Larson and Abbott put aside their intra-party feud
We always hear that political feuds are not personal. They’re just theatrics; part of the game.
In May 2016, for example, Ted Cruz called Donald Trump a “pathological liar,” “utterly amoral,” “a serial philanderer” and “a narcissist at a level I don’t think this country’s ever seen.”
Five months later, Cruz was phone-banking for Trump — cold-calling strangers and trying to convince them that the future of this country depended on them casting a vote for that very same “pathological liar” he had warned us about.
Either Cruz was putting on a show in May or putting on a show in October. Maybe both.
Nonetheless, the recent clash between Gov. Greg Abbott and San Antonio state Rep. Lyle Larson felt serious — a political feud so rancorous it had spilled over into personal resentment. And that’s why it was striking to see these two Texas Republicans smiling — no, more like beaming — and shaking hands with each other on the floor of the Texas House last Wednesday.
In a Facebook post accompanying the image of last week’s encounter, Larson wrote this: “The figurative expression ‘burying the hatchet’ originated from American Indian tradition. Hatchets were buried by the chiefs of tribes when they came to a peace agreement.
“Had a great conversation with Governor Abbott on the House floor today.”
This public display of camaraderie from Larson and Abbott came on the most eventful day of this year’s legislative session, with the House passing, in a near-unanimous vote, a major revamp of the state’s school funding system.
Larson’s post put the punctuation mark on a truce that has quietly developed between the two former adversaries.
That truce would have seemed unlikely a year ago, when Abbott was doing everything in his power to bounce Larson from the Legislature.
The conflict had been brewing since the beginning of the 2017 legislative session, when Larson filed House Bill 3305. That legislation took direct aim at the way Abbott handles the appointment process.
Larson had grown increasingly uncomfortable with Abbott’s tendency to reward his big-money campaign donors with appointments to major commissions and boards.
“Current gubernatorial appointees have donated more than $8.6 million combined to the governor’s campaigns since January 2000, and one in four appointees are campaign contributors,” Larson wrote in a July 2017 op-ed. “More than 70 of Gov. Abbott’s appointees have donated $2,500 or more to his campaign since 2013.”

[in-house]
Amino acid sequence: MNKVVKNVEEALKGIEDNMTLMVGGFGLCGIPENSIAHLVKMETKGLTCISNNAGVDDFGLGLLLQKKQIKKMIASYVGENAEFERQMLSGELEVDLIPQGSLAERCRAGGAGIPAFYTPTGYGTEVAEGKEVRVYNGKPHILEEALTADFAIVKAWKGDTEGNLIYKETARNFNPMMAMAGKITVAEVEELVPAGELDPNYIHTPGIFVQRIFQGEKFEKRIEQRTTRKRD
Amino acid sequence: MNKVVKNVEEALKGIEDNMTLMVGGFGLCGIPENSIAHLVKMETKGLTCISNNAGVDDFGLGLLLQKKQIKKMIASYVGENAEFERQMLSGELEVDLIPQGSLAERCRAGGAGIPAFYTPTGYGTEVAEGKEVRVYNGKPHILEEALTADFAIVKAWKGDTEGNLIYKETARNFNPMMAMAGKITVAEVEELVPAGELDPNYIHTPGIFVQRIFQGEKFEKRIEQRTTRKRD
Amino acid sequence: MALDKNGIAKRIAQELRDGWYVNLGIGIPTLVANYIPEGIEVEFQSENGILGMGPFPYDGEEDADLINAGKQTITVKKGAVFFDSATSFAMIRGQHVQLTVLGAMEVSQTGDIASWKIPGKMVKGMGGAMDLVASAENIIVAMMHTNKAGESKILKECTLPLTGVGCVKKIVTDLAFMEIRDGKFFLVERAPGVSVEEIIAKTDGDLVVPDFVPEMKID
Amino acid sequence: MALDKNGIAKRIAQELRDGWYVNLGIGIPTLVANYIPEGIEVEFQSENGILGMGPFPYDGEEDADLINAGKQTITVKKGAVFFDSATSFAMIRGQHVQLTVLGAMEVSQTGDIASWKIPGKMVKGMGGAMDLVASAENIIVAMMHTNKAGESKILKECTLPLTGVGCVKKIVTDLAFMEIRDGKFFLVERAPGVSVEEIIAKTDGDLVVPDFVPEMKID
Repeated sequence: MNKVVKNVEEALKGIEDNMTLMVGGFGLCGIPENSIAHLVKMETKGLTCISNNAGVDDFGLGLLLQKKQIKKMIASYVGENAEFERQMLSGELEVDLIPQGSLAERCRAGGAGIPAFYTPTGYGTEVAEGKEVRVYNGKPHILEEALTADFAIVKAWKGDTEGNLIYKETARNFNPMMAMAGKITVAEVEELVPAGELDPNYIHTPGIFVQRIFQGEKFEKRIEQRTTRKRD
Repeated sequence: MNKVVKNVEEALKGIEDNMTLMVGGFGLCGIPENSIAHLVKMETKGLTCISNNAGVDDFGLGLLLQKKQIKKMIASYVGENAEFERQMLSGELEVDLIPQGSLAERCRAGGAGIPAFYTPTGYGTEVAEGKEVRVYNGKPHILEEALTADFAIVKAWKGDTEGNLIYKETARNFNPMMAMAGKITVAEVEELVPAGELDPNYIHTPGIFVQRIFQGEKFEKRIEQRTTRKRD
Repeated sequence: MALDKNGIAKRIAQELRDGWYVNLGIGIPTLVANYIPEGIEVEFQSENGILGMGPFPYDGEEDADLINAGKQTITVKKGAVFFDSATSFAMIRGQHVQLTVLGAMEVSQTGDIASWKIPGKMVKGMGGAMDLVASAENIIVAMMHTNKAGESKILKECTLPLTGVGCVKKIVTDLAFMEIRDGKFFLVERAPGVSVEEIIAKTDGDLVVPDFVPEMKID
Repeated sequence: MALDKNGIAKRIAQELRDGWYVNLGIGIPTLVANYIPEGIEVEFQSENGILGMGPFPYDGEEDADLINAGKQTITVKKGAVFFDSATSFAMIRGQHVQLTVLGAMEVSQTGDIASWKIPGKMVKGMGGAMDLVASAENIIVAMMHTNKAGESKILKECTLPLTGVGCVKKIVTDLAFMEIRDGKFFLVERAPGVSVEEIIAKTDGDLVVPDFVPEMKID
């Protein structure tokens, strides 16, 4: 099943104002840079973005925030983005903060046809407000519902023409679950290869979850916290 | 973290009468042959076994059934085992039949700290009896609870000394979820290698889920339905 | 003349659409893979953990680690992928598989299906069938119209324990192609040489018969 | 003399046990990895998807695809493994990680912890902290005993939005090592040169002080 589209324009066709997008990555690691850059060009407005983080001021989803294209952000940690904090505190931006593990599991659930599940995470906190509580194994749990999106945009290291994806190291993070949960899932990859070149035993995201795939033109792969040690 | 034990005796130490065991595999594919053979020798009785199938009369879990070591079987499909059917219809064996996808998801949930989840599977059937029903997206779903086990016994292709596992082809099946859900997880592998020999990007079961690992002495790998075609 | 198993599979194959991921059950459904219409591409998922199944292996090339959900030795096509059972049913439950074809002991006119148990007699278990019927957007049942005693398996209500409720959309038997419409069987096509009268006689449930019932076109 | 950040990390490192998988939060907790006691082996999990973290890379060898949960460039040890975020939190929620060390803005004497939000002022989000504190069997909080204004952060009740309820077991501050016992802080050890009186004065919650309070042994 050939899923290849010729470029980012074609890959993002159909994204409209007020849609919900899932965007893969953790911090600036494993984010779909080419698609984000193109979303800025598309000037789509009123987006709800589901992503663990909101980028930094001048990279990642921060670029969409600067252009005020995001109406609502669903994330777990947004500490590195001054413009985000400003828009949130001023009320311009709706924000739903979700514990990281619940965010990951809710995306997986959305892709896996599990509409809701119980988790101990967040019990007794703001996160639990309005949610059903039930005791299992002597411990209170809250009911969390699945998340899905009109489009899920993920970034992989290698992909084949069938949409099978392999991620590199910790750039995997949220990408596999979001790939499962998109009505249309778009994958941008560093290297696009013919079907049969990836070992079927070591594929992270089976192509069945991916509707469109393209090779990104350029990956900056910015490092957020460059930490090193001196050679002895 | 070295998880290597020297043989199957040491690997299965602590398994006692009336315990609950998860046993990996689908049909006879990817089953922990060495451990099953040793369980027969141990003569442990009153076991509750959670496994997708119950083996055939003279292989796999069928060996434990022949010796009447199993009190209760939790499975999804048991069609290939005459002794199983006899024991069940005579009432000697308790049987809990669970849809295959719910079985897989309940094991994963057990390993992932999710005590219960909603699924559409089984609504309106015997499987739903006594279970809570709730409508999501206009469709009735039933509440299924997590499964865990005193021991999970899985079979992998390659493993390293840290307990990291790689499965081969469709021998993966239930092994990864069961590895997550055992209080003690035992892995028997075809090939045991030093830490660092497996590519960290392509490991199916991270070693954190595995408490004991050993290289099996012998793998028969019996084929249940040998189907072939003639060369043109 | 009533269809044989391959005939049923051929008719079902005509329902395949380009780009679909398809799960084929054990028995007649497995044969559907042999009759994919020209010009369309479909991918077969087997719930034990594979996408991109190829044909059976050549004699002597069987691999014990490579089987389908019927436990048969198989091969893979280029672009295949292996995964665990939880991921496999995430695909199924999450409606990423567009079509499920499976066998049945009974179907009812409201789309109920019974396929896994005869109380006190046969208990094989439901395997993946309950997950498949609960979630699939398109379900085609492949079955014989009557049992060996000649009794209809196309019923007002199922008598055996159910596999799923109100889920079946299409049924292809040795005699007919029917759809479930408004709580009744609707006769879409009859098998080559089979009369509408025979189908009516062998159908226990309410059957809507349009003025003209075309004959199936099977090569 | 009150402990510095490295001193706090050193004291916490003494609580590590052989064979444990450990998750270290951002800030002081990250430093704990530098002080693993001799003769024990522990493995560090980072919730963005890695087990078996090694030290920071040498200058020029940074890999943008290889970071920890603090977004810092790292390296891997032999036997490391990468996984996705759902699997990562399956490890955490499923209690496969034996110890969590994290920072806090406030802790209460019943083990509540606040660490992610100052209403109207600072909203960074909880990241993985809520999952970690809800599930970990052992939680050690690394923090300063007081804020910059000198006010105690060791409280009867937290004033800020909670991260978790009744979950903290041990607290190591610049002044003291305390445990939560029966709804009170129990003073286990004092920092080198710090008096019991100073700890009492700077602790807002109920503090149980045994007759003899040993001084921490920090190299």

Attempting to end what he called “the most egregious ethics problem facing our state government,” Larson proposed that anyone contributing more than $2,500 to the governor’s campaign should be prohibited from receiving a gubernatorial appointment for the rest of that calendar year.
It seemed like a reasonable, fairly modest way of curtailing pay-to-play shenanigans.
Abbott objected, however, and he made it real personal, real fast. The governor vetoed five bills passed that session by Larson and shot down a budget provision funding a brackish desalination study prized by the San Antonio lawmaker, a water expert who currently chairs the House Committee on Natural Resources.
Larson called the governor out for this pettiness in the aforementioned op-ed. A few months later, Abbott endorsed Larson’s little-known Republican primary opponent, Chris Fails, then-mayor of Hollywood Park.
Abbott sunk nearly $136,000 of his own campaign funds into Fails’ coffers.
He put out a campaign video for Fails, derisively branding Larson — a hard-core fiscal conservative who has called for the elimination of the federal income tax — “Liberal Lyle.”
Abbott appeared with Fails at a San Antonio rally. He stated, in a KTSA interview, that Larson “has been a repeat failure in carrying forward the agenda of the Republican Party.” He needlessly divided San Antonio Republicans.
Ultimately, Abbott’s retribution effort fell flat. Fails lived up to his last name, dropping the March 2018 primary to Larson by nearly 19 percentage points.
Abbott experienced a similar failure that night in his bid to unseat another Republican critic, Houston-area Rep. Sarah Davis, who easily disposed of her Abbott-endorsed primary challenger, Susanna Dokupil. Davis has shared Larson’s concerns about the ethics behind Abbott’s appointments.
Whether or not he learned anything from last year’s counterproductive, divisive tactics, Abbott is demonstrating a new-found willingness to put aside old grudges.
At the very least, it seems unlikely that Abbott would choose to waste more of his political capital next year to undermine Larson in another primary race. That’s a battle he’ll never win.
Gilbert Garcia is a columnist covering the San Antonio and Bexar County area. Read him on our free site, mySA.com, and on our subscriber site, ExpressNews.com. | firstname.lastname@example.org | Twitter: @gilgamesh470